By Carl Hillier, OD, FCOVD
Question: How can you slow a 95 mph to 89 mph?
Answer: Vision Training.
Greg Vaughn found that out last year in San Diego working with Behavioral Optometrist, Dr. Carl Hillier and his staff of vision therapists. After several sessions of Sports Vision Training, Greg reports that “A 95 mph fast ball looks like its coming in at 88 mph!”
Behavioral Optometrists who specialize in Vision Training help athletes utilize visual pathways in the brain that detect motion and regulate the perception of time; the “magnocellular” and “parvocellular” pathways. Some of these specialized pathways don’t even go to the part of the brain, that most of us learned in school, to be where “we see”, the occipital lobe. These pathways go to parts of the brain that regulate the perception of space and time; the parietal lobe and midbrain.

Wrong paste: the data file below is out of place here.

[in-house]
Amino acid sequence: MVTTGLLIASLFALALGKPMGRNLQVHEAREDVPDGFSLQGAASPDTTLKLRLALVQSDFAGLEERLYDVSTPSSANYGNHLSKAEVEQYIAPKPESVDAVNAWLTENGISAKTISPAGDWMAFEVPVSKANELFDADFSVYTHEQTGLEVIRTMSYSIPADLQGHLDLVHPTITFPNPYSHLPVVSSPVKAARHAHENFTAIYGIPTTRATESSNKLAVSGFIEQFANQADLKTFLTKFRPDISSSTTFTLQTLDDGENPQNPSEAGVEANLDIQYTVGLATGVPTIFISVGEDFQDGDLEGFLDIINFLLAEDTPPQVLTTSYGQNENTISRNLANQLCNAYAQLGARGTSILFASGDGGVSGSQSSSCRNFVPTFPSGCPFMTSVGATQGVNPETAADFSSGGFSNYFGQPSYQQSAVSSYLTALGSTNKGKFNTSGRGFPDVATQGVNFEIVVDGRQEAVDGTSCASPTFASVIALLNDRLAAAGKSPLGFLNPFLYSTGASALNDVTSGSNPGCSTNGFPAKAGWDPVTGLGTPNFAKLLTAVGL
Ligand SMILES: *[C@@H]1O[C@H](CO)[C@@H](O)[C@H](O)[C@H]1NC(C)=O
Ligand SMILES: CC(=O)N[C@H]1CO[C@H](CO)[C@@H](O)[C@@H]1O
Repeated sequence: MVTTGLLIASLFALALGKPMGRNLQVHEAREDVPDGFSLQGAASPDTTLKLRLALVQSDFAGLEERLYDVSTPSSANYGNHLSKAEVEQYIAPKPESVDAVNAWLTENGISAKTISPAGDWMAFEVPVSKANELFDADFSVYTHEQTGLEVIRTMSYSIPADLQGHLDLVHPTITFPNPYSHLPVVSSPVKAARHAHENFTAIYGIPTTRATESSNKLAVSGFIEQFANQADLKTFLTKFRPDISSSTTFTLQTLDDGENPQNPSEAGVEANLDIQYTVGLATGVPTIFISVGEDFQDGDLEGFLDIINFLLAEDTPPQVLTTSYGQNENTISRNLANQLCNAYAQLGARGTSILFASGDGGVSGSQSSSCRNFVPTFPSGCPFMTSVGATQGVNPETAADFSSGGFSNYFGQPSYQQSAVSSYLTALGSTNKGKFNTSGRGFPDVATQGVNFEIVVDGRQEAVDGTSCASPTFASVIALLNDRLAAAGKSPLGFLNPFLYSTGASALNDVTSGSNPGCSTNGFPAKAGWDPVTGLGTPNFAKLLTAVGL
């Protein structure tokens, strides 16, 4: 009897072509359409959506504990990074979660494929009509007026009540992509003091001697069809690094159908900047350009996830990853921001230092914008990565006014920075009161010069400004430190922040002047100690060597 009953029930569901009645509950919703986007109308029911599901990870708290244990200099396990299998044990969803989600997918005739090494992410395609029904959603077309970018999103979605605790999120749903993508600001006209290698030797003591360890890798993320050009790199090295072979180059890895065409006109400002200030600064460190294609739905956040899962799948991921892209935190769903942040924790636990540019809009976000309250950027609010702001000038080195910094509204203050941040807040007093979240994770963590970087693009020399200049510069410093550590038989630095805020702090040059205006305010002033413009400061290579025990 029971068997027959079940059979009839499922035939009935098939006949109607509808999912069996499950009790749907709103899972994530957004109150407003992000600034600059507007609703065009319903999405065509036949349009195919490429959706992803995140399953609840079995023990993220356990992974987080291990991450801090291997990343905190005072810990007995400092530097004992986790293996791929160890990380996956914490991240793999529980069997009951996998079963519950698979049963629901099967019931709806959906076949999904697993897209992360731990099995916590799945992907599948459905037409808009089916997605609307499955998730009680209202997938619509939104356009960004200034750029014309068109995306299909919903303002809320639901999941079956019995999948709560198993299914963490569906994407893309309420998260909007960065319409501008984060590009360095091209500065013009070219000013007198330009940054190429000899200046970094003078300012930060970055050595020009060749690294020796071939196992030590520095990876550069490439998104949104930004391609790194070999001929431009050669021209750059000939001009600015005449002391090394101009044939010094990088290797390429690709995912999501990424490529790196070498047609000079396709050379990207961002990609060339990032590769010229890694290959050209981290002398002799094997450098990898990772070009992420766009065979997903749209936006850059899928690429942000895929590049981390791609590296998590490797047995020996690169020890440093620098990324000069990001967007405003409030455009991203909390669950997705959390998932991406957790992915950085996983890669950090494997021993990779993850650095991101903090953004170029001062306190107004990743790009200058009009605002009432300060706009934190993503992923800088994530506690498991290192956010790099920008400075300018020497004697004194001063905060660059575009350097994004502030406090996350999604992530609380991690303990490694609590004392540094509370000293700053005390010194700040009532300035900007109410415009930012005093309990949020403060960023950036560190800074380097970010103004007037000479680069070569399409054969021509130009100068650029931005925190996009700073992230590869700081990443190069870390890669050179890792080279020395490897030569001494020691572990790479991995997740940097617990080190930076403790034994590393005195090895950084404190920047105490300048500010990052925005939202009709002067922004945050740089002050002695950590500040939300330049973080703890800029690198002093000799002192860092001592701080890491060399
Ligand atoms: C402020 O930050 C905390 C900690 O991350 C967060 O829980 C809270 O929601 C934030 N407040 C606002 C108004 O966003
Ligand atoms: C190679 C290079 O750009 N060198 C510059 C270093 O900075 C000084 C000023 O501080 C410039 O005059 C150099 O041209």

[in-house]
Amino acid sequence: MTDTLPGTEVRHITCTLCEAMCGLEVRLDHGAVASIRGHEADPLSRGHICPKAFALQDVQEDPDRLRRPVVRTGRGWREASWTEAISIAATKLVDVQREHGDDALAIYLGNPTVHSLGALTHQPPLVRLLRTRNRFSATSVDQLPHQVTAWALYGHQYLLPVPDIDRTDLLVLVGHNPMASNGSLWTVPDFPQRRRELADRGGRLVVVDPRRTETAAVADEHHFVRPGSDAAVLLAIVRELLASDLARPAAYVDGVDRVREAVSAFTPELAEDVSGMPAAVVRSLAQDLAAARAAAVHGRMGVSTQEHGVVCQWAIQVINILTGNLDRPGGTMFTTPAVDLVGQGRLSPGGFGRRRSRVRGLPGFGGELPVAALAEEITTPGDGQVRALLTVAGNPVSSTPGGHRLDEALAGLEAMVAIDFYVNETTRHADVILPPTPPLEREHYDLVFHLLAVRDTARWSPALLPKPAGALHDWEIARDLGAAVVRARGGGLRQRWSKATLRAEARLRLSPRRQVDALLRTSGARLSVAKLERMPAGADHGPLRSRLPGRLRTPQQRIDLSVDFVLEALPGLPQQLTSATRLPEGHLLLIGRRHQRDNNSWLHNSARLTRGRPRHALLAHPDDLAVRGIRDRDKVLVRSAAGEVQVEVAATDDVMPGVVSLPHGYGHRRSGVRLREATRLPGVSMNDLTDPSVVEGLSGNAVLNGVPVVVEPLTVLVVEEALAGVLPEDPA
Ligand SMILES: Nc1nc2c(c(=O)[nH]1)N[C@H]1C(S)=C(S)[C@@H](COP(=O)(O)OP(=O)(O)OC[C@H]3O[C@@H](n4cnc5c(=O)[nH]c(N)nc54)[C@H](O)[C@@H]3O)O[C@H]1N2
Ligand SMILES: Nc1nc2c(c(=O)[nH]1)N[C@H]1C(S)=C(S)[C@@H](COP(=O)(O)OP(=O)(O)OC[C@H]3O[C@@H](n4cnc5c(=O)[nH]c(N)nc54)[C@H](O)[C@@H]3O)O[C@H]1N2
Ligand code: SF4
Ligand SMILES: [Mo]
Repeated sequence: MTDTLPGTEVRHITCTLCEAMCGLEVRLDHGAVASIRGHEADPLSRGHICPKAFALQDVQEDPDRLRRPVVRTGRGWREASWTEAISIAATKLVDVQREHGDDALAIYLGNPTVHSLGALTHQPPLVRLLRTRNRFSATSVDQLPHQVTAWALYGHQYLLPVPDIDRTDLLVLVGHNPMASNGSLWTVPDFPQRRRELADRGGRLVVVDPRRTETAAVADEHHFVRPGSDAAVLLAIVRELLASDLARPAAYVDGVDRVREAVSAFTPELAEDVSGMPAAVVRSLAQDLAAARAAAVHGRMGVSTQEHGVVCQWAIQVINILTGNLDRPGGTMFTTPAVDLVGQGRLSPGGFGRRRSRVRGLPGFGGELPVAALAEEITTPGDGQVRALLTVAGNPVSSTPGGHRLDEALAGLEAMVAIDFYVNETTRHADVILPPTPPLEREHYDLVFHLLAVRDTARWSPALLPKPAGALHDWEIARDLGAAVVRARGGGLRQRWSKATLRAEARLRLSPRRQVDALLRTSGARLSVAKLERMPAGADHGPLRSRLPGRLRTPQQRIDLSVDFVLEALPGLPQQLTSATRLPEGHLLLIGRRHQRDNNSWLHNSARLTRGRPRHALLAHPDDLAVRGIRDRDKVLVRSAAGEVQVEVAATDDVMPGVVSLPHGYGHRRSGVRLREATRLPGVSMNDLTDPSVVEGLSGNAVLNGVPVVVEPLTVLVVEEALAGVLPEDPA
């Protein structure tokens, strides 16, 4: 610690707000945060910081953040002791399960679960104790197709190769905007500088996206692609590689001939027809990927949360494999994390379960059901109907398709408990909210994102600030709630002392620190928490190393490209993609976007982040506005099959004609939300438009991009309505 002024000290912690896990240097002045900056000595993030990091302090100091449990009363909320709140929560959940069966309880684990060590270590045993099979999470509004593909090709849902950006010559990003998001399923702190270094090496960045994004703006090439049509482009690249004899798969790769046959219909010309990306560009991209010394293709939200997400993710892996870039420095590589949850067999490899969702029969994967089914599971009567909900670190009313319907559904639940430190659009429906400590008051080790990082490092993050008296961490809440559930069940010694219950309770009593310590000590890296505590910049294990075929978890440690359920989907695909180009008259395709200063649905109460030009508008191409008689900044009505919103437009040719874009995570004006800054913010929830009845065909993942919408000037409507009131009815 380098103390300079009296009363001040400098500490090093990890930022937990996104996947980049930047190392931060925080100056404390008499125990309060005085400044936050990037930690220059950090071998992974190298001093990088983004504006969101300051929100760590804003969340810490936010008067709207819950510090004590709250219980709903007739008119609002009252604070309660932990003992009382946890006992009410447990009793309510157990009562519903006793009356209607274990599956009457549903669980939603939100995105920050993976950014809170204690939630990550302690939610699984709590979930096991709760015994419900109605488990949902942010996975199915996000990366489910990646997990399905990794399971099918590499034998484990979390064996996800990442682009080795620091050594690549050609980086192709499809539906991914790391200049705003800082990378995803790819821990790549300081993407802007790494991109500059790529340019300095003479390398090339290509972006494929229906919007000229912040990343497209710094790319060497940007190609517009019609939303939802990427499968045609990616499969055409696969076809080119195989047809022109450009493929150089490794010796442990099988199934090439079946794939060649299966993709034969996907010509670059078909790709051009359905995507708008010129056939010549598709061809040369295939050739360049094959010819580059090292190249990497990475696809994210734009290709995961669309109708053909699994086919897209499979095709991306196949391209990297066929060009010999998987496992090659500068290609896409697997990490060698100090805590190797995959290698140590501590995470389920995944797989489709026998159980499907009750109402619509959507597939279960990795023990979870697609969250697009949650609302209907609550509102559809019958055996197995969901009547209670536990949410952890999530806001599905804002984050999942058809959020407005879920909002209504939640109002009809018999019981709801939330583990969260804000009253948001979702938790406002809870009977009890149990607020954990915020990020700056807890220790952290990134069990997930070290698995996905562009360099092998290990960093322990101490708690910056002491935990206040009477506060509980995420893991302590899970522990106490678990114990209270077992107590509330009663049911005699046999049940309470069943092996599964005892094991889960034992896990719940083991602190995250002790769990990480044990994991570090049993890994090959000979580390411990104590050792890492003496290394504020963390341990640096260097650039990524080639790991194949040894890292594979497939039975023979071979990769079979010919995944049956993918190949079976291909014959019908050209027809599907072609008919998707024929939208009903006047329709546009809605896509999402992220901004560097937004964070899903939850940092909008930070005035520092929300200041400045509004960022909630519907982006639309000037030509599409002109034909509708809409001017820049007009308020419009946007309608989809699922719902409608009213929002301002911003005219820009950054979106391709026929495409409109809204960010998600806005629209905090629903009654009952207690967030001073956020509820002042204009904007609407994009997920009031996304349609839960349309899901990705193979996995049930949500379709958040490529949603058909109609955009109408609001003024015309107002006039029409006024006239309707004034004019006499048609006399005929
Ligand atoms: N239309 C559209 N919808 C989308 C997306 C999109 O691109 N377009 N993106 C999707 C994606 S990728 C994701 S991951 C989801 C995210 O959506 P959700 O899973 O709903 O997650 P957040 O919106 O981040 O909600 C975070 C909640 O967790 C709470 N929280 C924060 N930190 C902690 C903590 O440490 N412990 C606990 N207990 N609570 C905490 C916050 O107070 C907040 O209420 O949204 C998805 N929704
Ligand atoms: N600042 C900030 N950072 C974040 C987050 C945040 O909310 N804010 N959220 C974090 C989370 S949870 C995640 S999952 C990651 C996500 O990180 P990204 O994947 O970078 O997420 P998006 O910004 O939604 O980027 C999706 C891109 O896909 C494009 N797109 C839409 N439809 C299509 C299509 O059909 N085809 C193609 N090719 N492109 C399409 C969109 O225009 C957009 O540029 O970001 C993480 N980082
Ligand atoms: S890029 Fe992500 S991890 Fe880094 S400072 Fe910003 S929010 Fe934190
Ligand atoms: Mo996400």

Using a wide variety of instrumentation and techniques, athletes are trained in how these pathways work and how to tap into them to help them reach “The Zone”, a state of poised confidence in knowing they are visually and physically connected with the athletic event and not distracted by irrelevant stimuli (visual and auditory noise). Many athletes report being “in the zone”, but don’t know how they got there. Vision Training is their ticket to the zone.
Due to Greg Vaughn’s crediting good coaching, more playing time and vision training to his fantastic turnaround last year (hitting 50 home runs), more players from several Major League teams are now turning to Behavioral Optometrists who specialize in Vision Training for their ticket to the zone. Players from the Dodgers, Twins, Pirates, Astros, Reds and the Padres are taking advantage of developing this critical relationship between seeing the ball, and hitting it.